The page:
The Times' new Supreme Court reporter, Adam Liptak, isn't a big fan of tough U.S. crime policy, judging by his Wednesday off-lead story, "Inmate Count In U.S. Dwarfs Other Nations' - Tough Laws and Long Terms Create Gap."
"Gap" makes it sound as if the U.S. incarceration rate compared to that of other countries is something objectively bad, as opposed to a political difference in opinion between nations on fighting crime. That Liptak also sees things that way was evident from the start.
The United States has less than 5 percent of the world's population. But it has almost a quarter of the world's prisoners.
Indeed, the United States leads the world in producing prisoners, a reflection of a relatively recent and now entirely distinctive American approach to crime and punishment. Americans are locked up for crimes - from writing bad checks to using drugs - that would rarely produce prison sentences in other countries. And in particular they are kept incarcerated far longer than prisoners in other nations.
Criminologists and legal scholars in other industrialized nations say they are mystified and appalled by the number and length of American prison sentences.
The United States has, for instance, 2.3 million criminals behind bars, more than any other nation, according to data maintained by the International Center for Prison Studies at King's College London.
Unlike his colleague Fox Butterfield, who once wrote a story with the gloriously obtuse headline "Crime Keeps On Falling, but Prisons Keep On Filling," Liptak admitted that keeping criminals in prison has helped lower the crime rate, although he fuzzes it up.
There is little question that the high incarceration rate here has helped drive down crime, though there is debate about how much.
But the classic Butterfield argument is snuck into a caption under a series of charts accompanying the story:
The incarceration rate has increased significantly while the crime rate has fallen in recent years.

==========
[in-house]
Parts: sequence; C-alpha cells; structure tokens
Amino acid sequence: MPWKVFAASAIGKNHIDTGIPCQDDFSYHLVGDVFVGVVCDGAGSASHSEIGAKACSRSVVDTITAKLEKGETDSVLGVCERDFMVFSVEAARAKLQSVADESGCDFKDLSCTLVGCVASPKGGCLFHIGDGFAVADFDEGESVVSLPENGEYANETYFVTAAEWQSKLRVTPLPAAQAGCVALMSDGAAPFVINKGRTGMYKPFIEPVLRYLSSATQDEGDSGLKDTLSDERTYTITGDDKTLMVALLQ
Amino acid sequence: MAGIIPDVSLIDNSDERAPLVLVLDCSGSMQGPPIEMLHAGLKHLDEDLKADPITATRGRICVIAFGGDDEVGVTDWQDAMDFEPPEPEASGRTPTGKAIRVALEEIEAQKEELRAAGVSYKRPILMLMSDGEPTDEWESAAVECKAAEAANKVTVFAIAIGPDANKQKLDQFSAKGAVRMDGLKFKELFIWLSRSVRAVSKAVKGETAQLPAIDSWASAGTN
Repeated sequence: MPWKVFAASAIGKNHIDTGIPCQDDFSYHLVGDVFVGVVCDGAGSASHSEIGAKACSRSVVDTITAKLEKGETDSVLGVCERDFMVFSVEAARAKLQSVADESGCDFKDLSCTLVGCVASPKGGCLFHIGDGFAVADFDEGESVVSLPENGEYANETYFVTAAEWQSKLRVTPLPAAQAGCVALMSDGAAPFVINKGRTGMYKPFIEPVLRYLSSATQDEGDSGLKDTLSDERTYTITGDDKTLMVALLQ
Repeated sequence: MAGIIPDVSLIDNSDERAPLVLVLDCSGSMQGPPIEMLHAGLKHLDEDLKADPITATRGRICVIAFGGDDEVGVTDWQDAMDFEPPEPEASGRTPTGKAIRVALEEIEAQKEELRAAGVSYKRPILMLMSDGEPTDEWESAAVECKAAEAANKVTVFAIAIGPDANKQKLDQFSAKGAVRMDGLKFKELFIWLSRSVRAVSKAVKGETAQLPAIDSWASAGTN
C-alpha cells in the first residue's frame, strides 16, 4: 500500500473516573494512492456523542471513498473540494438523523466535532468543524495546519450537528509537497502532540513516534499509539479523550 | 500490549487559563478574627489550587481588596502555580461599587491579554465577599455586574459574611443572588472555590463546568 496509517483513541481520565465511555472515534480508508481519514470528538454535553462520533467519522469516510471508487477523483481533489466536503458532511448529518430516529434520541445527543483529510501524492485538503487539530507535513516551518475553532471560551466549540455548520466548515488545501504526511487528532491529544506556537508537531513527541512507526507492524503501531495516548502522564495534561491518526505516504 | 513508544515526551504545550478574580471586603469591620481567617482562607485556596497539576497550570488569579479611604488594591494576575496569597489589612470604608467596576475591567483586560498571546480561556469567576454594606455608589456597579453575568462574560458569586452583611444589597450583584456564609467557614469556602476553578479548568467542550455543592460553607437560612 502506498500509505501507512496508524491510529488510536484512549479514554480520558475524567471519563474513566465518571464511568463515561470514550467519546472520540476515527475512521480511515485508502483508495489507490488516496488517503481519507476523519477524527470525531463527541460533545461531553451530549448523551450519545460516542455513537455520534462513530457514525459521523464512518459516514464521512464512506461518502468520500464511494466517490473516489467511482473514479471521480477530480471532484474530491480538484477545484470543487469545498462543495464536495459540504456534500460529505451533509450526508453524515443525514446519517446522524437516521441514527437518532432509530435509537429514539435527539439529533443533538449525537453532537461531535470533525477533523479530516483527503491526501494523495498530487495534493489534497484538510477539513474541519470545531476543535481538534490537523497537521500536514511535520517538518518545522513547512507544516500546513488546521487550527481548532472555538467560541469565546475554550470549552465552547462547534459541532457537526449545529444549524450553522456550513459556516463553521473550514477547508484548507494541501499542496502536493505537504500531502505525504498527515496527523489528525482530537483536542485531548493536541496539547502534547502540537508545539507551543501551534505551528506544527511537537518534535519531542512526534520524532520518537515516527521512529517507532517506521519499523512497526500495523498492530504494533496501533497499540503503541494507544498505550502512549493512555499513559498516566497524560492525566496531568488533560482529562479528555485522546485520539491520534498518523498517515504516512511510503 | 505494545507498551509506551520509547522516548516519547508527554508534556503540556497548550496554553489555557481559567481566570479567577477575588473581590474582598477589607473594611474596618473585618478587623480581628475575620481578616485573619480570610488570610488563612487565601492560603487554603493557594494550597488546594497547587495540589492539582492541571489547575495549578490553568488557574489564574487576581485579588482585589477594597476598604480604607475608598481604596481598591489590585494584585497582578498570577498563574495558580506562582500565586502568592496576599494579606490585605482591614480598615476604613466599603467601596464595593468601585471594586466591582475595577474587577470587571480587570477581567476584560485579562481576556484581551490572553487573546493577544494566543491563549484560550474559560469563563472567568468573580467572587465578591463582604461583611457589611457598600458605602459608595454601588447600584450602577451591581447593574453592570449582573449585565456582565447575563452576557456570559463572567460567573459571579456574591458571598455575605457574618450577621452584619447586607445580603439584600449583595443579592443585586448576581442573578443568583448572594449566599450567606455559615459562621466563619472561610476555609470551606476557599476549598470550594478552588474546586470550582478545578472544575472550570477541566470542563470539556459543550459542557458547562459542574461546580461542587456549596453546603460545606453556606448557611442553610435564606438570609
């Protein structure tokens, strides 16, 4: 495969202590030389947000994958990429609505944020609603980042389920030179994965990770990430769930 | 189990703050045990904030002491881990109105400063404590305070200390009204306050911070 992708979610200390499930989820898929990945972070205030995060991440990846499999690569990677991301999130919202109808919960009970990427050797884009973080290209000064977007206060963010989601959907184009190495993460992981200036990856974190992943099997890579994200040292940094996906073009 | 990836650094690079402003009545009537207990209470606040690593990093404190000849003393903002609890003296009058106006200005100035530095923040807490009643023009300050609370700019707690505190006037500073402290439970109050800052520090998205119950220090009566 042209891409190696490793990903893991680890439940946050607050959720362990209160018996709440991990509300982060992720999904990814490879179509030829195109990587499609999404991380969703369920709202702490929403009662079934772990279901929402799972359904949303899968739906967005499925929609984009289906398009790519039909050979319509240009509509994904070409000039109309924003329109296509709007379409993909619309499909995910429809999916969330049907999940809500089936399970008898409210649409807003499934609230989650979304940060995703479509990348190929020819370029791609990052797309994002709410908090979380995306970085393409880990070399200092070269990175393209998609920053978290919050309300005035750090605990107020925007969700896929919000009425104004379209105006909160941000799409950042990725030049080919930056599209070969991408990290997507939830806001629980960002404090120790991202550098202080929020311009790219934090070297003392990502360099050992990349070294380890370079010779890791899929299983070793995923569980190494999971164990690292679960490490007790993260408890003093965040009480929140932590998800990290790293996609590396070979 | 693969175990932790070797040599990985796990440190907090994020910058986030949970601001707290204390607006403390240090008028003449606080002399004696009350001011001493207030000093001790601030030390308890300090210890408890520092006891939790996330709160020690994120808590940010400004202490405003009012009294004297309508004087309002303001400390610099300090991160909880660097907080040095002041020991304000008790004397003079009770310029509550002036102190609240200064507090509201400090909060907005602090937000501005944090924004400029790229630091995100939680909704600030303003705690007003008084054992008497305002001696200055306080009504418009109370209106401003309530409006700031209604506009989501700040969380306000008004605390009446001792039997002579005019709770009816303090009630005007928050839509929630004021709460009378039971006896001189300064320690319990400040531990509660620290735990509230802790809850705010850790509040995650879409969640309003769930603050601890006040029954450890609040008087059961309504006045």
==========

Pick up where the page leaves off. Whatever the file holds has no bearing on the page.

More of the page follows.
Among other things Liptak blamed access to guns and an alleged lack of social programs in the U.S. for the high incarceration rate, despite the fact that U.S. federal social spending remains high and that crime rates in Britain soared after strict gun control was introduced there.
Criminologists and legal experts here and abroad point to a tangle of factors to explain America's extraordinary incarceration rate: higher levels of violent crime, harsher sentencing laws, a legacy of racial turmoil, a special fervor in combating illegal drugs, the American temperament, and the lack of a social safety net. Even democracy plays a role, as judges - many of whom are elected, another American anomaly - yield to populist demands for tough justice.
Whatever the reason, the gap between American justice and that of the rest of the world is enormous and growing.
The nation's relatively high violent crime rate, partly driven by the much easier availability of guns here, helps explain the number of people in American prisons.
"The assault rate in New York and London is not that much different," said Marc Mauer, the executive director of the Sentencing Project, a research and advocacy group. "But if you look at the murder rate, particularly with firearms, it's much higher."
Despite the recent decline in the murder rate in the United States, it is still about four times that of many nations in Western Europe.